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CSI1101

CSI 1101: Introduction to Computers

Introduction
We live in the middle of an information revolution. Computers and related technologies impact on our everyday lives, affecting the way we work, study and play. Consequently, computer literacy is becoming increasingly more valuable, if not essential, in the workplace and at home. This course encourages the development of basic computer skills, but involves much more than that. It explores issues relating to the world of computing in general; where it has come from and where it is going, how computers contribute to people becoming more productive, and some of the problems that computers have caused. Lectures will apply to a wide range of common computers, and will be supplemented with laboratory exercises that provide concrete examples of the general principles discussed. CSI 1101 is intended to prepare people to work in a society where information is viewed as an important asset.

Objectives
By the end of the course students will be able to:

• Name the major hardware components of a computer and explain their functions.
• Explain what computer software is, how it is developed, and the difference between system software and application software.
• List popular computer applications and the problems they can solve.
• Describe basic features and different kinds of programming languages.
• Explain networking fundamentals and basic features of the Internet and the World Wide Web.
• Discuss issues of human-computer interaction, computer security and privacy, and the ethics of computer use.

Lecturers and Office#:
Mr. Lenandlar Singh–C7, Ms. Fannita DeJesus-Barakat–C21, Ms. Penelope DeFreitas-C21

Credits: 4
Tutorials/Labs: 1-2 hrs (per week) Lectures: 3 hrs
Pre-requisites: none
Assessment:

Course Work = 40%
- 3 Tests = 20%
- Tutorials = 5%
- Classroom Activities = 5%
- Assignments = 10%
Final Exam = 60%

Contents

Unit 1 - Introduction to Computer Science (5 weeks)

1. The field of Computer Science
2. What is a computer? What do computers do?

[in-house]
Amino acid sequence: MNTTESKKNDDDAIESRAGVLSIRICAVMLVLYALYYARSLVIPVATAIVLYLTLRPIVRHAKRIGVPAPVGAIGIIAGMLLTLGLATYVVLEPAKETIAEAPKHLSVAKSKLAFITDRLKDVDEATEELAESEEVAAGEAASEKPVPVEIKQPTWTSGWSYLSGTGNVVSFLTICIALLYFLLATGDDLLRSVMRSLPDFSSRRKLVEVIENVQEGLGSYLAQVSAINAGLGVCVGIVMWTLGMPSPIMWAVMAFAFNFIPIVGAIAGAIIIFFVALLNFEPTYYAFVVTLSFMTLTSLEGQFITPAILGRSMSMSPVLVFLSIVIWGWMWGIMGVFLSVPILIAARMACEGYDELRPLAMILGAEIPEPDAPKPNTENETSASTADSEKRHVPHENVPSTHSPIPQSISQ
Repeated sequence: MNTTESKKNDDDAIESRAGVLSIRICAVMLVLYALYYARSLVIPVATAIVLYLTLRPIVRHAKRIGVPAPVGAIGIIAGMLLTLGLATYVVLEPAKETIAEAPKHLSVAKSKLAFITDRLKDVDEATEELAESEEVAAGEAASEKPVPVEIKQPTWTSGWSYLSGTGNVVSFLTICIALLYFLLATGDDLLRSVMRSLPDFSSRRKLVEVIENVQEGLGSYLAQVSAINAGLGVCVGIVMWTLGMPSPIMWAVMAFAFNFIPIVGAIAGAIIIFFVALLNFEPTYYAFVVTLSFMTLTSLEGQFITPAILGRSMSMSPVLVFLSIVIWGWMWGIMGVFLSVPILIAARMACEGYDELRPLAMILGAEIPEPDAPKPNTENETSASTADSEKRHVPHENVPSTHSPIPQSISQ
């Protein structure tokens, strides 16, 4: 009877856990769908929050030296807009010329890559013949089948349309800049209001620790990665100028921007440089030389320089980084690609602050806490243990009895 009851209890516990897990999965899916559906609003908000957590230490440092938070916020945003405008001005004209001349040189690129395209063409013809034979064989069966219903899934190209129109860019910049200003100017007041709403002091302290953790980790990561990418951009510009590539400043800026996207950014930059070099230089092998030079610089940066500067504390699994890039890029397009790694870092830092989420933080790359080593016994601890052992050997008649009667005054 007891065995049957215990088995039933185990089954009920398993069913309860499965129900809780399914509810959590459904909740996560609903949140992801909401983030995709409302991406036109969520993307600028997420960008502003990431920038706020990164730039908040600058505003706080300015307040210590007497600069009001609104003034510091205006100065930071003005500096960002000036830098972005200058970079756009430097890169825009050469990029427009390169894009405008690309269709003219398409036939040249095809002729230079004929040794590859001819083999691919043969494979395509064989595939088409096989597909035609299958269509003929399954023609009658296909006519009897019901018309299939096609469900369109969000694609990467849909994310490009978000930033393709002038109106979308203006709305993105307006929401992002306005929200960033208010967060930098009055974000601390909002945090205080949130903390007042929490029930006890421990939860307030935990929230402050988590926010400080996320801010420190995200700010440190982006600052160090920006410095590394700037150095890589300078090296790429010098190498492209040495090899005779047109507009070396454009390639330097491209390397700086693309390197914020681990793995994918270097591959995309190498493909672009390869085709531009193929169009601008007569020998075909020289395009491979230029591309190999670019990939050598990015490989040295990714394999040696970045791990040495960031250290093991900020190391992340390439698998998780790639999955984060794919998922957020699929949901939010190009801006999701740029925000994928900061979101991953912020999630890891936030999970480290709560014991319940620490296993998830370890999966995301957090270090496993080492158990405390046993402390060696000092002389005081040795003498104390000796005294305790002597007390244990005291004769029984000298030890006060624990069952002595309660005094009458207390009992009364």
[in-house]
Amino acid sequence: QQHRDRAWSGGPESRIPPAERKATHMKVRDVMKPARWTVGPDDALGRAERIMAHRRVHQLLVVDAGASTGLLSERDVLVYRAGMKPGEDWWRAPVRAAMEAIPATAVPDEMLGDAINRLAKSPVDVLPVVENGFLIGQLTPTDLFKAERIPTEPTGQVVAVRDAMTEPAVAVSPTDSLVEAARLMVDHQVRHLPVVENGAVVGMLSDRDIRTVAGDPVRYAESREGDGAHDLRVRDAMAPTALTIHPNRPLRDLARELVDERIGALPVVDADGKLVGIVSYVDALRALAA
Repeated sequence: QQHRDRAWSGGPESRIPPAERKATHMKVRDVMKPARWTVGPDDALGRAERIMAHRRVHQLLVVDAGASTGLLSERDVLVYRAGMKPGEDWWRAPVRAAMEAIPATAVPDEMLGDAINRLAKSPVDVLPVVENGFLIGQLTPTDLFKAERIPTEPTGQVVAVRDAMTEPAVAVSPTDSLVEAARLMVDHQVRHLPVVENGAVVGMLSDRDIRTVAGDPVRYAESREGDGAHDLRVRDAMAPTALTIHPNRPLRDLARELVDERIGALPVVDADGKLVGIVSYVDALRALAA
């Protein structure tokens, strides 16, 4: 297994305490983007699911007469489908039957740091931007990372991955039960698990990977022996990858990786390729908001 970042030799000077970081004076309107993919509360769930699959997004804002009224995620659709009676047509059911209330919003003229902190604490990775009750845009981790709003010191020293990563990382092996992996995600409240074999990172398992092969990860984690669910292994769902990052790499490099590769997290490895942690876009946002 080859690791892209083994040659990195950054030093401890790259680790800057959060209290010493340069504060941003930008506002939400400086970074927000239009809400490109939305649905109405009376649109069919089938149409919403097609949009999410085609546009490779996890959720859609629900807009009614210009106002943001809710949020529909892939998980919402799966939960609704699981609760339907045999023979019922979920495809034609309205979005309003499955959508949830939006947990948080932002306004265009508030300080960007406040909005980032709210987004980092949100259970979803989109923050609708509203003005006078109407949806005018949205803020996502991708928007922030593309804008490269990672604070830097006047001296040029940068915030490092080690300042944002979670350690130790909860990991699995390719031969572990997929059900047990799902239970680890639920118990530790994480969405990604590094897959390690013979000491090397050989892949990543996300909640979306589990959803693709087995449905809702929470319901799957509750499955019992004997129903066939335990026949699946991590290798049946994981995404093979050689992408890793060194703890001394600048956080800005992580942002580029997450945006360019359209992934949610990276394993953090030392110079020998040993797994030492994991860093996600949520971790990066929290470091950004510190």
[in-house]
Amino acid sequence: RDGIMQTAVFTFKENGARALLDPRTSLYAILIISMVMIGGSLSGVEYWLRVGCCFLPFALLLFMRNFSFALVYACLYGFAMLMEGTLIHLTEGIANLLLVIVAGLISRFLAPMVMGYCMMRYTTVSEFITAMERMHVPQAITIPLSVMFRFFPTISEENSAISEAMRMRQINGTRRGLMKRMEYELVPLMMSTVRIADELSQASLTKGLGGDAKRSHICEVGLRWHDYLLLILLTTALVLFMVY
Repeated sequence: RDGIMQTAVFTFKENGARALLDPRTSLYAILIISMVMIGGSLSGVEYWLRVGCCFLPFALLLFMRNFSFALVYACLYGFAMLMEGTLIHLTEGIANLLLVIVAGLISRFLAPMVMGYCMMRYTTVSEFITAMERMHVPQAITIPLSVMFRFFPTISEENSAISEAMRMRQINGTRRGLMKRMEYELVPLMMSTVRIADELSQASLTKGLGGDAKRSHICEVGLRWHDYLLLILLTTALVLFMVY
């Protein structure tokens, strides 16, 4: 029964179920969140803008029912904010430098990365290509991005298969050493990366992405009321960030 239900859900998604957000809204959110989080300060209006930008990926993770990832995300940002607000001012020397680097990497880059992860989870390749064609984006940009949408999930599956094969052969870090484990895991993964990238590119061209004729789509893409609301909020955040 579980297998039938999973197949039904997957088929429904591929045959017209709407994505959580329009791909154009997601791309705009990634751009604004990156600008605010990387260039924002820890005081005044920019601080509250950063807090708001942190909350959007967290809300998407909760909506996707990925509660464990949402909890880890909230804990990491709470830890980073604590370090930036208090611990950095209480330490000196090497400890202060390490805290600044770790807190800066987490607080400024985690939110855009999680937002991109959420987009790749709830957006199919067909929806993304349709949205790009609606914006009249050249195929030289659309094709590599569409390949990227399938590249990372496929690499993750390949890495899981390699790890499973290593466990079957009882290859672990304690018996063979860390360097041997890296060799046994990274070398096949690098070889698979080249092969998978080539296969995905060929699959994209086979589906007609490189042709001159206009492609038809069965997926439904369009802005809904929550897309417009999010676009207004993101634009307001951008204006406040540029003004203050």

• Overview of the History of computers

• Computer coding systems
3. Number systems: binary, octal, decimal, hexadecimal
4. ASCII, EBCDIC, Unicode
• Programming – Languages and paradigms
5. Software Development
6. Programming and Problem solving (2 weeks)
   o Problem Solving
     Algorithms
     – Pseudocode
     – Narratives
     – Flowcharts
   o Programming (2 weeks)
     Programming languages and paradigms
     Coding
     – Syntax and Semantics
     – Coding and Implementation
     – Testing and Debugging
7. Test 1

Unit 2 – 3 weeks
• Application Software: features, popular brand names, installation, versions
8. Web browsers
9. Communication software: email, chat, file sharing
10. Word processors and desktop publishing software
11. Spreadsheet software
12. Database software
13. Other types of software -- games, graphics, suites, etc.
• System Software
14. Types of systems -- interactive/non-interactive, batch, time-sharing/multi-access, multi-processing, real-time systems
15. Operating systems: process management, file management, I/O management, device drivers, etc.
• Human-Computer interaction
16. Interface design, ease-of-use
17. Human and computer health
18. Ergonomics and care of computers
• Security and privacy
19. Viruses, worms, encryption
• Ethical issues
20. copyright violation and piracy of software, music, video, text and other intellectual property
21. Test 2

Unit 3 - 3 weeks
• Computer hardware: architecture and organization
22. Motherboards: form factors, components, power supplies
23. Central Processing Unit (CPU)
24. Memory: cache, RAM, EPROM, ROM
25. Disks: hard disks, floppy disks, disk controllers, organization of data
26. Optical storage: CD ROMs, CD R/W, and DVDs
27. Other storage devices -- Zip drives, Tape drives
28. Input devices: keyboard, mouse, joystick, trackball, scanner
29. Video and computer graphics: monitors, adapters, resolution, file formats
30. Audio: sound cards, file formats, speakers, microphones
31. Printers: inkjet, laser, color, etc.
32. Network cards, modems, serial and parallel interfaces, USB, SCSI
33. Portable computing: notebooks, handhelds, cell phones
34. Test 3

• Networking - 1 week
35. Hardware and software, network layers
36. Network protocols, transmission speed
37. Local- and wide-area networks
38. The Internet and the World Wide Web

Department of Computer Science’s Website: http://csi.uog.edu.gy/
Facebook Group: CSI 1101(2012_2013) - Intro to Computers
Suggested Reading

1. Beekman, George. Computer Confluence: Exploring Tomorrow's Technology. Upper Saddle River, New Jersey: Prentice-Hall, 2004. (Companion website:www.prenhall.com/beekman)
2. Pyles, James. PC Technician Street Smarts: A Real World Guide to CompTIA A+ Skills. Wiley Publishing, 2007 (or any other A+ book)
3. New Perspectives on Computer Concepts. Washington D.C.: Thomson Publishing, 2007.
4. Simple Program Design – A Step by Step Approach. Washington D.C., 2006.
5. PC Magazine
6. PC Novice Magazine

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